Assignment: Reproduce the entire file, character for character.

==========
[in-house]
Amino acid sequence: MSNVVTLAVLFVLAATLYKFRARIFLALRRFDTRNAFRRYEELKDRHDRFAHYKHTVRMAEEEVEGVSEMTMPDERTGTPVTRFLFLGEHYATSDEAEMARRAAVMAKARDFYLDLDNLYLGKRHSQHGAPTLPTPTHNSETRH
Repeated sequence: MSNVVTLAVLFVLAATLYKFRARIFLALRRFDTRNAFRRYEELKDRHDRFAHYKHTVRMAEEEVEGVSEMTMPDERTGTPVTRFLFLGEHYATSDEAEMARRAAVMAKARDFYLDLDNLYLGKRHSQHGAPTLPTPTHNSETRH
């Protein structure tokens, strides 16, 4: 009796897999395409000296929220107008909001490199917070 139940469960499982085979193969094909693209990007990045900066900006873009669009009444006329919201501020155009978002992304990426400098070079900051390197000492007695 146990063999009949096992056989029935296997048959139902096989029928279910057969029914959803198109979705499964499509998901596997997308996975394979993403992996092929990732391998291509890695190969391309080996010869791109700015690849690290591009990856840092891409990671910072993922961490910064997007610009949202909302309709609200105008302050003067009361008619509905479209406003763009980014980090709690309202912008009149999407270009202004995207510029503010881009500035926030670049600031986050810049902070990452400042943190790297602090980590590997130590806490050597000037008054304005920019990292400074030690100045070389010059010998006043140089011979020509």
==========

[in-house]
Amino acid sequence: MSNVVTLAVLFVLAATLYKFRARIFLALRRFDTRNAFRRYEELKDRHDRFAHYKHTVRMAEEEVEGVSEMTMPDERTGTPVTRFLFLGEHYATSDEAEMARRAAVMAKARDFYLDLDNLYLGKRHSQHGAPTLPTPTHNSETRH
Repeated sequence: MSNVVTLAVLFVLAATLYKFRARIFLALRRFDTRNAFRRYEELKDRHDRFAHYKHTVRMAEEEVEGVSEMTMPDERTGTPVTRFLFLGEHYATSDEAEMARRAAVMAKARDFYLDLDNLYLGKRHSQHGAPTLPTPTHNSETRH
């Protein structure tokens, strides 16, 4: 009796897999395409000296929220107008909001490199917070 139940469960499982085979193969094909693209990007990045900066900006873009669009009444006329919201501020155009978002992304990426400098070079900051390197000492007695 146990063999009949096992056989029935296997048959139902096989029928279910057969029914959803198109979705499964499509998901596997997308996975394979993403992996092929990732391998291509890695190969391309080996010869791109700015690849690290591009990856840092891409990671910072993922961490910064997007610009949202909302309709609200105008302050003067009361008619509905479209406003763009980014980090709690309202912008009149999407270009202004995207510029503010881009500035926030670049600031986050810049902070990452400042943190790297602090980590590997130590806490050597000037008054304005920019990292400074030690100045070389010059010998006043140089011979020509």